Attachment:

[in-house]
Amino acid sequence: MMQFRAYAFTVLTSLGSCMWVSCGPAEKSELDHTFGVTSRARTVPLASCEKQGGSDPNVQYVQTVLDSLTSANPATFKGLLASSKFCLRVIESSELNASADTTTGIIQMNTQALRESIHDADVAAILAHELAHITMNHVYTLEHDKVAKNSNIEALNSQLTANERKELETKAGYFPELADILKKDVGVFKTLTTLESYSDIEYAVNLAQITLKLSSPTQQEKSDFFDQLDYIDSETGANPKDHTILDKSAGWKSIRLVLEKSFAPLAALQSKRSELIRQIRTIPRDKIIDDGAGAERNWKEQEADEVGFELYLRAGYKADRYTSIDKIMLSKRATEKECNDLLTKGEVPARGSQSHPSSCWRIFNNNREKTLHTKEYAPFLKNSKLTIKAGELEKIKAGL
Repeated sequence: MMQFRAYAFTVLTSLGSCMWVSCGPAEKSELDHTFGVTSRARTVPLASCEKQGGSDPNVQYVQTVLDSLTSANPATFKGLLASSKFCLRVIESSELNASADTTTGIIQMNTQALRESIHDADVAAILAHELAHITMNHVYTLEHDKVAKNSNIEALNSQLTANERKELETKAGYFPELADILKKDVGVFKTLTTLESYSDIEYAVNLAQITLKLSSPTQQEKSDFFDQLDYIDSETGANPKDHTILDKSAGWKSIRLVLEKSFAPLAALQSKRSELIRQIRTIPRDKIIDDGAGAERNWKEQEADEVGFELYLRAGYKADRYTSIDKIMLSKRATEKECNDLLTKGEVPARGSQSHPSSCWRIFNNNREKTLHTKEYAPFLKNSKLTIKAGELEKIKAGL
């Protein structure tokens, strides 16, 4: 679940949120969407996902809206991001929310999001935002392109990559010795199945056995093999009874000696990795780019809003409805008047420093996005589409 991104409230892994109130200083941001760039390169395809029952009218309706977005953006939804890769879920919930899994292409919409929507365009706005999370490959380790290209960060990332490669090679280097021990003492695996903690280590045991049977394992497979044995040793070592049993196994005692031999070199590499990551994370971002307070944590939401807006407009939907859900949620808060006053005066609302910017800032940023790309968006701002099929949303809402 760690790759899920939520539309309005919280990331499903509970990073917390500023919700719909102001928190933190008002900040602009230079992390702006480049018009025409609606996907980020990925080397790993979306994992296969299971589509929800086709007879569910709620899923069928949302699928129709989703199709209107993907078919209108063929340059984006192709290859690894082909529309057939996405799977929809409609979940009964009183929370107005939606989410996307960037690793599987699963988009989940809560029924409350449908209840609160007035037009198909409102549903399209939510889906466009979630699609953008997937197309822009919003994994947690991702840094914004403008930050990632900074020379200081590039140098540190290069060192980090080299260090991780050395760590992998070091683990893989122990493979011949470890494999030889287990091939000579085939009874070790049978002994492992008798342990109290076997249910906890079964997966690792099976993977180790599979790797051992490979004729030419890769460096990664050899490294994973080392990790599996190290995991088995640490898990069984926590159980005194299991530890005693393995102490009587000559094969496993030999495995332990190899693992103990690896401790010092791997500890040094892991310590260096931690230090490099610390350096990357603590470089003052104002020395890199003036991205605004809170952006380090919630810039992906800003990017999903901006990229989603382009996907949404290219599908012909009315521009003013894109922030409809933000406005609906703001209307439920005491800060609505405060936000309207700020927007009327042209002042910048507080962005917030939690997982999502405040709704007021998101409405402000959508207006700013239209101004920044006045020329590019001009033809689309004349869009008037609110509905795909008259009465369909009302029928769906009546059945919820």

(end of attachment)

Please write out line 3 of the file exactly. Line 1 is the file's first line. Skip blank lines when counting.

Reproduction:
Repeated sequence: MMQFRAYAFTVLTSLGSCMWVSCGPAEKSELDHTFGVTSRARTVPLASCEKQGGSDPNVQYVQTVLDSLTSANPATFKGLLASSKFCLRVIESSELNASADTTTGIIQMNTQALRESIHDADVAAILAHELAHITMNHVYTLEHDKVAKNSNIEALNSQLTANERKELETKAGYFPELADILKKDVGVFKTLTTLESYSDIEYAVNLAQITLKLSSPTQQEKSDFFDQLDYIDSETGANPKDHTILDKSAGWKSIRLVLEKSFAPLAALQSKRSELIRQIRTIPRDKIIDDGAGAERNWKEQEADEVGFELYLRAGYKADRYTSIDKIMLSKRATEKECNDLLTKGEVPARGSQSHPSSCWRIFNNNREKTLHTKEYAPFLKNSKLTIKAGELEKIKAGL